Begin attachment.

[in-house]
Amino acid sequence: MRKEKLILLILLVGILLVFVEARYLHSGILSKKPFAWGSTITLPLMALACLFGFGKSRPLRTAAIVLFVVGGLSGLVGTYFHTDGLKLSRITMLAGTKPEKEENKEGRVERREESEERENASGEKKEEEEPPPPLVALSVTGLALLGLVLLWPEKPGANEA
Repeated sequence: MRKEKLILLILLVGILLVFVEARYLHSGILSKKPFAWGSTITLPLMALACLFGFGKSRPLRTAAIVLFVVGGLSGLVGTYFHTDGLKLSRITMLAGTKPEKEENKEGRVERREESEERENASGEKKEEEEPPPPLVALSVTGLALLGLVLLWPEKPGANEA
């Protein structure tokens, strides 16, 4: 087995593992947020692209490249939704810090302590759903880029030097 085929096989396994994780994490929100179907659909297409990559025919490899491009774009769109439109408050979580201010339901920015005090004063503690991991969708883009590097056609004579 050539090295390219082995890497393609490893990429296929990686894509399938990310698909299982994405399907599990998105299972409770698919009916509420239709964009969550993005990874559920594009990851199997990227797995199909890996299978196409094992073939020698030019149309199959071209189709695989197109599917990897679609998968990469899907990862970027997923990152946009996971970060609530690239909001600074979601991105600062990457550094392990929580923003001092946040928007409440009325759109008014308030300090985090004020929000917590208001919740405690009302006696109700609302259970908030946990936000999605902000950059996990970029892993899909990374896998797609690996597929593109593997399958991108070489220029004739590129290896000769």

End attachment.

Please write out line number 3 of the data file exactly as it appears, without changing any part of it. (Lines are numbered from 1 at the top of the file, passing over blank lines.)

Repeated sequence: MRKEKLILLILLVGILLVFVEARYLHSGILSKKPFAWGSTITLPLMALACLFGFGKSRPLRTAAIVLFVVGGLSGLVGTYFHTDGLKLSRITMLAGTKPEKEENKEGRVERREESEERENASGEKKEEEEPPPPLVALSVTGLALLGLVLLWPEKPGANEA